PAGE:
Title – Sound of Metal (2019)
Director – Darius Marder (feature debut)
Cast – Riz Ahmed, Olivia Cooke, Paul Raci, Mathieu Amalric
Plot – Drummer Ruben Stone (Ahmed) has his life turned upside down when he begins to lose his hearing, putting in jeopardy his future plans and relationship with long term girlfriend Lou (Cooke).
“The world does keep moving, and it can be a damn cruel place”
Review by Eddie on 11/12/2020
Quietly building away on an increasingly impressive filmography that first gained traction with cult comedy classic Four Lions and has continued on with important supporting roles in the likes of Nightcrawler, Star Wars: Rouge One and The Sisters Brothers and a notable lead turn in hit HBO mini-series The Night Of, Sound of Metal is the culmination of years of hard work by British based actor Riz Ahmed who delivers one of 2020’s most notable individual feats of acting in Darius Marder’s hugely impressive feature debut.
At one stage rumored to be a directional project for one of the films key drivers/story developer Derek Cianfrance, Metal has finally found its way into the public sphere after years of gestating and the wait is certainly worth it as Marder explores the life of Ahmed’s heavy metal drummer Ruben Stone, who seemingly out of the blue finds himself dealing with deafness, shattering his plans in the musical business, driving a wedge between himself and his long-term partner Lou (another nice turn from rising star Olivia Cooke) and bringing up past issues his had with addiction.
One of the most all-encompassing films I recall seeing in recent memory when it comes to examining a character dealing with a sudden handicap and an insightful and respectful delving into a world where sound can’t be taken for granted, Marder and his on task crew, with special shout outs to all involved in the films sound design/editing and cinematographer Daniël Bouquet, help create a stunningly realised world in which Ruben finds himself in that turns from nomadic gig-filled lifestyle to a life on a farm/rehab facility for those with deafness run by Paul Raci’s kind-hearted Vietnam vet Joe.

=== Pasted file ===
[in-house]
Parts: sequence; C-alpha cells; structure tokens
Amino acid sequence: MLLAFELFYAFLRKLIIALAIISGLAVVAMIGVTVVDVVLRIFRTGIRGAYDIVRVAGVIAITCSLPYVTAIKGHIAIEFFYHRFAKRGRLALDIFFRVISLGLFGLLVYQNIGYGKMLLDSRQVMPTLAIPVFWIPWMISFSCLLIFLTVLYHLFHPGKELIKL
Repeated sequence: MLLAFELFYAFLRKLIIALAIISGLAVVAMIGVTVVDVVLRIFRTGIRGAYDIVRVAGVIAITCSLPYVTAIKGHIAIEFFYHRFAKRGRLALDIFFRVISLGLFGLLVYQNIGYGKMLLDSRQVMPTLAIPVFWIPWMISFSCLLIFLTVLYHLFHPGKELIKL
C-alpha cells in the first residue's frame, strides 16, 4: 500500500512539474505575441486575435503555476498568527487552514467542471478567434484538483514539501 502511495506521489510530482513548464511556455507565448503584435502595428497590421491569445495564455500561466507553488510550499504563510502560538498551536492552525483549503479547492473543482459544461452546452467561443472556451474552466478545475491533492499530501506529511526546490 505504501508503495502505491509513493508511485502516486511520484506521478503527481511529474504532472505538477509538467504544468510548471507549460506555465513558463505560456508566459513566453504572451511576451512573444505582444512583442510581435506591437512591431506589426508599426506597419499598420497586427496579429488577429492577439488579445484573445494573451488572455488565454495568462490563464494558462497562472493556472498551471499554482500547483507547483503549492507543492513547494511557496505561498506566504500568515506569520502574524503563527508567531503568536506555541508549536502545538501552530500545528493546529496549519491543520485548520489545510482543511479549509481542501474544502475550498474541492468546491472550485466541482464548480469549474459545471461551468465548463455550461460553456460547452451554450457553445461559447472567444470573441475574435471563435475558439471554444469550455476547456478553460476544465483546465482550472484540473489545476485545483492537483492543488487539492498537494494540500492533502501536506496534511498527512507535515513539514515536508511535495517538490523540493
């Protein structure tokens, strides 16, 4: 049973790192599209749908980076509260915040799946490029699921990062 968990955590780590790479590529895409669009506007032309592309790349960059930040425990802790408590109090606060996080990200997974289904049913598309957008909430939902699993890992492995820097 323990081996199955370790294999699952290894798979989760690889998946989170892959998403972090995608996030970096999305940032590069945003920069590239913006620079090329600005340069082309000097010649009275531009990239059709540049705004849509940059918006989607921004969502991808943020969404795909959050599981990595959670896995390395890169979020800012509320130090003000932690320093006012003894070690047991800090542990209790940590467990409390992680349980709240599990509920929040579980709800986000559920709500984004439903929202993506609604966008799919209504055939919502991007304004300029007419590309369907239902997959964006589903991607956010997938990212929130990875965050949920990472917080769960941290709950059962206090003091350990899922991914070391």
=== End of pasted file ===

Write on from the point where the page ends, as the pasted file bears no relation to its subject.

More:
In some ways Metal follows a familiar narrative arc of ones journey of self-discovery and acceptance but nothing about Marder’s film or Ruben’s journey plays out in exactly the way in which you would expect and throughout it refrains from grandstanding moments as it instead focuses on quiet but powerful character interactions and movements that will have you enthralled throughout, culminating in a particularly moving final stretch that is all at once heart-breaking and uplifting.
Front and centre throughout this journey is Ahmed and while Cooke and Raci are both on point here, Metal allows Ahmed’s naturally charismatic and naturalistic acting style time to shine and its hard to think of a more fully realized performance this year when you sit back and witness and later on ponder the momentous work of Ahmed.
Dedicating himself to the role and inhabiting Ruben with a care and grace, despite the troubled souls many failings and flaws, this is a career-defining turn from Ahmed and one that you would hope is a genuine chance at Oscar glory.
Final Say –
A heart-wrenching and heart-warming drama that is powerfully lead by a once in a lifetime performance from Riz Ahmed, Sound of Metal is a unique drama that overcomes any of its genre trappings to deliver one of the years most memorable and searing offerings.
4 1/2 squished donuts out of 5